A book’s publication date is often set as an author signs the contract, and it usually feels far away and distant. But sometimes you read a book that reminds you that God is sovereignly orchestrating the entire universe, including book launches, because one is so perfectly timed that not even a publisher could have planned for the moment. That is true with Jay Kim’s new book, Analog Church: Why We Need Real People, Places, and Things in the Digital Age. Neither Kim or his publisher could have predicted the COVID-19 outbreak and the disruption to the normal analog patterns of our churches. In a season of upheaval, Kim’s book is a refreshing reminder of how the church was designed by God and how its rhythms speak to a grander story of hope and witness to a world decidedly digital in our daily life.
Kim serves as pastor of teaching and leadership at Vintage Faith Church in Santa Cruz, California, outside of Silicon Valley. He is able to see firsthand the influence that technology has on the church. Analog Church is written for ministry and lay leaders alike, calling readers to be purposeful about how we adopt and rely upon technology in our everyday practices and calls us to reexamine how dependent the people of God have become on digital tools that often function as a shallow substitute for real community. Kim helps dissect the motives behind our digital adoption and provides a compelling path forward in the digital age.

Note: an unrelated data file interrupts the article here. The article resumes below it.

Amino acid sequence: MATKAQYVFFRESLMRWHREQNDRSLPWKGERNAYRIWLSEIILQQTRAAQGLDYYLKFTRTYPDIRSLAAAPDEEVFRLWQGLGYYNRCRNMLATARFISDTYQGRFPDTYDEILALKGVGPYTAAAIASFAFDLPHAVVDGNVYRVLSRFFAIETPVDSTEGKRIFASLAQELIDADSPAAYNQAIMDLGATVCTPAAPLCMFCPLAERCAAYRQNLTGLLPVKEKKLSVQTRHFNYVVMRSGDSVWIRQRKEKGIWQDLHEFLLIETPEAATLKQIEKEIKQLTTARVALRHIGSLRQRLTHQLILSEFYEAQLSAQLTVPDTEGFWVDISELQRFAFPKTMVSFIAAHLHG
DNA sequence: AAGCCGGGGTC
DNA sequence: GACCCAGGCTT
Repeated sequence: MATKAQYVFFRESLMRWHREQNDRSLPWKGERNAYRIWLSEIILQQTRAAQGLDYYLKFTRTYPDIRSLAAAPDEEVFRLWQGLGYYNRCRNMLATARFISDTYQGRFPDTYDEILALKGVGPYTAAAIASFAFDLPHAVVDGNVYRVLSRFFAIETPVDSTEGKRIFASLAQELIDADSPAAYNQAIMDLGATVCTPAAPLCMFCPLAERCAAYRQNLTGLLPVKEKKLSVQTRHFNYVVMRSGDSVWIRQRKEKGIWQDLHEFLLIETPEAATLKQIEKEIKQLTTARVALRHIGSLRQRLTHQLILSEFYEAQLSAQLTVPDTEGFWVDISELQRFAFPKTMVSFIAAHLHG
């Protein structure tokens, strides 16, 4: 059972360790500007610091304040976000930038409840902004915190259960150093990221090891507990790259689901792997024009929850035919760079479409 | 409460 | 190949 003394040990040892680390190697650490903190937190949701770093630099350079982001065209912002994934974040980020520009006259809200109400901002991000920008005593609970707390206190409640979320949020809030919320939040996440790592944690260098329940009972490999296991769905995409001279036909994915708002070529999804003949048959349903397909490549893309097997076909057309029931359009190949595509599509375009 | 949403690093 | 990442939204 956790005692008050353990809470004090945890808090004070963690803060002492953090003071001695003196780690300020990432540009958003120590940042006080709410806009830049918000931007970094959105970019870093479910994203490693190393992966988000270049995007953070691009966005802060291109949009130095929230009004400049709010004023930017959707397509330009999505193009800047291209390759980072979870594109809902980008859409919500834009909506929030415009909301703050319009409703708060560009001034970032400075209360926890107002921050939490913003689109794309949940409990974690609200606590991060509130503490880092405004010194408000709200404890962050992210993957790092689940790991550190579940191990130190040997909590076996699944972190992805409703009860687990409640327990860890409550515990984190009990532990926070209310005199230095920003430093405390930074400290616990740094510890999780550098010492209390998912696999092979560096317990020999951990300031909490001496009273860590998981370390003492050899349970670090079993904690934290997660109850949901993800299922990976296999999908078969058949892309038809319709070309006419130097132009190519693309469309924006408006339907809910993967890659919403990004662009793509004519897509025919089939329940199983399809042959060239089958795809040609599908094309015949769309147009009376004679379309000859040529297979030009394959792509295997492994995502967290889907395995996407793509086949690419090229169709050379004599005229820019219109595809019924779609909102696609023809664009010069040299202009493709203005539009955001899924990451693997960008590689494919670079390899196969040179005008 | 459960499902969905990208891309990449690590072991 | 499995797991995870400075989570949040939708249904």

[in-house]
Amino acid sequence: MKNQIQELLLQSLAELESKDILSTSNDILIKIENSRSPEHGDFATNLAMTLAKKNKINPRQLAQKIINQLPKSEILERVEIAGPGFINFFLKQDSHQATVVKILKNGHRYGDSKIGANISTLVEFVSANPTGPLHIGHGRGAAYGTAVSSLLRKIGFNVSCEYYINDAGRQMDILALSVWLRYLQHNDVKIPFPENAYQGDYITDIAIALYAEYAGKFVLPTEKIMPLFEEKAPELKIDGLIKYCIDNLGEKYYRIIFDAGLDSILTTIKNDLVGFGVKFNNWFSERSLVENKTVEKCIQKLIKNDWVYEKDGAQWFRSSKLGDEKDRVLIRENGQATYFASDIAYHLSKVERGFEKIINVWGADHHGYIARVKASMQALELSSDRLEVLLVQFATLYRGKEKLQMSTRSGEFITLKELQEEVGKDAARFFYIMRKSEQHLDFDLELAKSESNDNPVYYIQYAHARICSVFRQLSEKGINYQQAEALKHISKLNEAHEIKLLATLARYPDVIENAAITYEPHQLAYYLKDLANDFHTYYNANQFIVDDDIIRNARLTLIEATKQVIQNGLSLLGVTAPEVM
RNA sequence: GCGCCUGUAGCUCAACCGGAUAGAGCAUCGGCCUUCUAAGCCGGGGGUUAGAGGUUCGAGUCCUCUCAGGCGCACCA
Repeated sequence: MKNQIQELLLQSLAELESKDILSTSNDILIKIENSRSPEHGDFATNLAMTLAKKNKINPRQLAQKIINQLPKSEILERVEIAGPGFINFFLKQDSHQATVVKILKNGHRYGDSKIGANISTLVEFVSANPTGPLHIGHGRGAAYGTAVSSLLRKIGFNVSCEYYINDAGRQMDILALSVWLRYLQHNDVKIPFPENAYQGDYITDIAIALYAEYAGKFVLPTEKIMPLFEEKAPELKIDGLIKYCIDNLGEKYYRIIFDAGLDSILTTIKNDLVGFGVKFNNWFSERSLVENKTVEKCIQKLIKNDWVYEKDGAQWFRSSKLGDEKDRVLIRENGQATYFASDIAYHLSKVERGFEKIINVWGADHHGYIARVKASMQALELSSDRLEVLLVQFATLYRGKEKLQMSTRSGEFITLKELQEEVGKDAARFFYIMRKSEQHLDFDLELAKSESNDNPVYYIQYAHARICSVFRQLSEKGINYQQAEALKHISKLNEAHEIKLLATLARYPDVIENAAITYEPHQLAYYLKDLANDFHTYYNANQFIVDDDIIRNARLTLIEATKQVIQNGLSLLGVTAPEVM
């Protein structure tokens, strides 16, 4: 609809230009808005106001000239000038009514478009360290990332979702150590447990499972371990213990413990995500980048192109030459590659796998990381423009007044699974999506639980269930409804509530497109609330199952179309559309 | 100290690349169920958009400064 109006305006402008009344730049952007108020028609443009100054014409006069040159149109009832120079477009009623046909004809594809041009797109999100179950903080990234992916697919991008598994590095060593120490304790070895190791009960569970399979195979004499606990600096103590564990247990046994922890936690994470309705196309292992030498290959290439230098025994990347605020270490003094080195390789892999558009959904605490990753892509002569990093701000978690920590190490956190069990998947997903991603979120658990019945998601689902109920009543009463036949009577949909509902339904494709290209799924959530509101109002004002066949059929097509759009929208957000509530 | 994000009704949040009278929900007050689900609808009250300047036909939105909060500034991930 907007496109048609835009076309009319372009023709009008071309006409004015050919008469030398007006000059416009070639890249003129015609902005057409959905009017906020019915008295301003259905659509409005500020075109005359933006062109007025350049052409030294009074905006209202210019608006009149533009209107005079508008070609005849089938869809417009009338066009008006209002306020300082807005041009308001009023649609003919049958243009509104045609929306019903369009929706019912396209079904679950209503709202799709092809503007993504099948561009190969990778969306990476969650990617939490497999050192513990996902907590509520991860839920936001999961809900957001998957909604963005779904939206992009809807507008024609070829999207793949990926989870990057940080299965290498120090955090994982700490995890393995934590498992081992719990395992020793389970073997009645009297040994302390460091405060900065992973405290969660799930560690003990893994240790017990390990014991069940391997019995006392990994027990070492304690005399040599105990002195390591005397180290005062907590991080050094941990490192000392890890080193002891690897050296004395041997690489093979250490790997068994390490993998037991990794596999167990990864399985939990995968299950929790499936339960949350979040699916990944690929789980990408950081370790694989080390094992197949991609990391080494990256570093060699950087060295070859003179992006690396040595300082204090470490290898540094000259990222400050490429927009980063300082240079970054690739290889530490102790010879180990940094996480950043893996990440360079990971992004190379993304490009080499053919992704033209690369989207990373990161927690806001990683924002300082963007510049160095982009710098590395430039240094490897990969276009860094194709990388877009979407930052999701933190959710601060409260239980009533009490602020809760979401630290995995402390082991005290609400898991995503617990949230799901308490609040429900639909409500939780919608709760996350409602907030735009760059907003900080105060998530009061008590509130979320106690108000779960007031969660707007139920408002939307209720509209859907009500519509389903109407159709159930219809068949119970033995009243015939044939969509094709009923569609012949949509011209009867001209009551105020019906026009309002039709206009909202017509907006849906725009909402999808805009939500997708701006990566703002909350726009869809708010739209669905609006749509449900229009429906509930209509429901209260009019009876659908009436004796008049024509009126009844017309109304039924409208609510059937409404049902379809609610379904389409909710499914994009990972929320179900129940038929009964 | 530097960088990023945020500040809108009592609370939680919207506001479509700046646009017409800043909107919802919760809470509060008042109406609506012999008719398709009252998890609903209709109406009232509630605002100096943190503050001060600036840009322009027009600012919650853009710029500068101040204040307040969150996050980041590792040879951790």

Boston Dynamics Starts Selling Spot Robot for $74,500 – Morning Brew
One of the internet’s most famous (or infamous) robots is officially going on sale. Yesterday, Boston Dynamics added Spot to its online storefront, making the four-legged robot available to any business that’s willing to cough up $74,500.
Twitter starts rolling out audio tweets on iOS – The Verge
Twitter is rolling out the ability to record audio snippets and attach them to your tweets. The new feature is available first on iOS and launching today for “a limited group of people,” according to the company.
The part that’s specifically interesting to us… is its proposed use of Oura’s smart rings. At least one study showed signs they can help detect COVID-19 symptoms early.
CarePredict sells a wearable device called Tempo that tracks indoor location, pulse rate, blood-oxygen levels and more. Originally targeted as a way for caregivers and family members to monitor the physical and mental health of seniors, Tempo is now being used to tackle COVID-19, including contact tracing.
Digital Public Square Podcast with Jason Thacker
Conversations on theology, ethics, and philosophy in the public square